THE GREATEST foe of the Singapore taxi driver must be the MRT, the over- and underground railway that laces through the island. The masstransit system uses stored-value cards, just like Oyster on London's Tube network. But there are two twists that ultimately work to the traveller's advantage in Singapore. First, it is mandatory to buy a S$1 (£0.30) stored-value card, even if you are making only one journey. This means everyone pays the same low fares, as opposed to London's two-tier system (where visitors can pay cash, but such tickets are punitively priced at £4 for even the shortest journey in the central area - at least twice the Oyster fare). Second, at the end of your Singapore journey, a friendly notice lights up reminding you to claim your dollar back by inserting the card into any ticket machine.
British travellers are well looked-after throughout the trip, with station signs and train announcements in English. And the information provided goes way beyond the "Mind the gap" level. One evening I was on the platform at Chinatown station when the announcer warned that the approaching train was the last that offered a connection to Changi airport - a destination that required two changes of train to reach. Later, when I came to leave Singapore on a late plane, the recorded announcement warning this was the last train ended with a cheery "goodnight".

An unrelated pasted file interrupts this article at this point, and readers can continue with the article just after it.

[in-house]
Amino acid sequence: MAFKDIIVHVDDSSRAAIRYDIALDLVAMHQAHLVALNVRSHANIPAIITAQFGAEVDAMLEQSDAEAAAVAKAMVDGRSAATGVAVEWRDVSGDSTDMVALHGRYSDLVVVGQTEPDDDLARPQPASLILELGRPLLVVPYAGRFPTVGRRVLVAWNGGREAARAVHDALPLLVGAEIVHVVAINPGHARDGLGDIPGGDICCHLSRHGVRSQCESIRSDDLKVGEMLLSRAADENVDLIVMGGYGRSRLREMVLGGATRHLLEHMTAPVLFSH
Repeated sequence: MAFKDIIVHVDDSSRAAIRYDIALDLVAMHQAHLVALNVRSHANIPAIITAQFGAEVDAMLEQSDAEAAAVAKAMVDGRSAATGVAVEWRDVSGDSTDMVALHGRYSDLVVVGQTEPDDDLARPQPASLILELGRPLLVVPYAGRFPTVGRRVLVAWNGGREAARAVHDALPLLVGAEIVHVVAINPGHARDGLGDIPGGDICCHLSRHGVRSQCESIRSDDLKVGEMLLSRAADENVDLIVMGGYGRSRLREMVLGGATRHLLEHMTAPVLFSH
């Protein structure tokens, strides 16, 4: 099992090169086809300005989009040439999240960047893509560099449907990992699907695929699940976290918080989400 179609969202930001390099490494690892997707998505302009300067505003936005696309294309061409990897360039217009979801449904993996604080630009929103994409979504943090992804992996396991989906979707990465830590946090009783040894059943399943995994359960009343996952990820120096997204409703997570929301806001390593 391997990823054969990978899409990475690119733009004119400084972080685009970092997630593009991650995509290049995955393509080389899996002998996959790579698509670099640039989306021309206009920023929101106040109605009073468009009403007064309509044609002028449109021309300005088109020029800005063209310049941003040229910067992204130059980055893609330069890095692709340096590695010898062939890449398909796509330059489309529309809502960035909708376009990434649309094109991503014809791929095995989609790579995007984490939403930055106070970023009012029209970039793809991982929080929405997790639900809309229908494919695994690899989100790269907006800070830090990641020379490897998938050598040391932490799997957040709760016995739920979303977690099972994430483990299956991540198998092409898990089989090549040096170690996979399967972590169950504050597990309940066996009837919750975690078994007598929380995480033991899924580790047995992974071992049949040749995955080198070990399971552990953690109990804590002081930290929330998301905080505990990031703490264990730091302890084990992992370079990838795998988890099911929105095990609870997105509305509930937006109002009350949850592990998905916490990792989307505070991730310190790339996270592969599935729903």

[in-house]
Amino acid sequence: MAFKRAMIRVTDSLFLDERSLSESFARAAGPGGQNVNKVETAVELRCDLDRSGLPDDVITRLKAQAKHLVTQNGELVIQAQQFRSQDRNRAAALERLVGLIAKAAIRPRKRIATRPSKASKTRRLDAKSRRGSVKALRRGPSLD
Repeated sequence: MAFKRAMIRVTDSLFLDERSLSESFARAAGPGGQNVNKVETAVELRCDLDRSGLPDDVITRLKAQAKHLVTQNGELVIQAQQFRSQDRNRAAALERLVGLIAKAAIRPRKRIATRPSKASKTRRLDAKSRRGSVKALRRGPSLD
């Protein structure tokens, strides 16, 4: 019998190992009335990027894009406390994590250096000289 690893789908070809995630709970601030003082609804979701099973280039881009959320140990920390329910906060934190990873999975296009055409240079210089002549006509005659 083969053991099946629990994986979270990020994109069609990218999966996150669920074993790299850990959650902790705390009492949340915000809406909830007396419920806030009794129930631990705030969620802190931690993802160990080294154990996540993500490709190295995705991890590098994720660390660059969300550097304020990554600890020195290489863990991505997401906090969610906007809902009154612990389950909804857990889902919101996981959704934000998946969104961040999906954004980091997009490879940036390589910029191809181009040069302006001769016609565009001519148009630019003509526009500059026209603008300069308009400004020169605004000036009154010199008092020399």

"Moving people, enhancing lives", is the slogan; and this network is so good that, on average this year, each citizen will make more than 100 trips (with another 75 journeys on the island's buses). Excellent public service? Yes, but with a difference. The enterprise that runs the system is a company quoted on the Singapore stock exchange, with very respectable earnings - and a fleet of taxis among its assets. The people who keep the Singapore MRT running are so well regarded that they have been asked to take charge of the £200m monorail that is being built to transport people around The Palm, the artificial island off the coast of Dubai.
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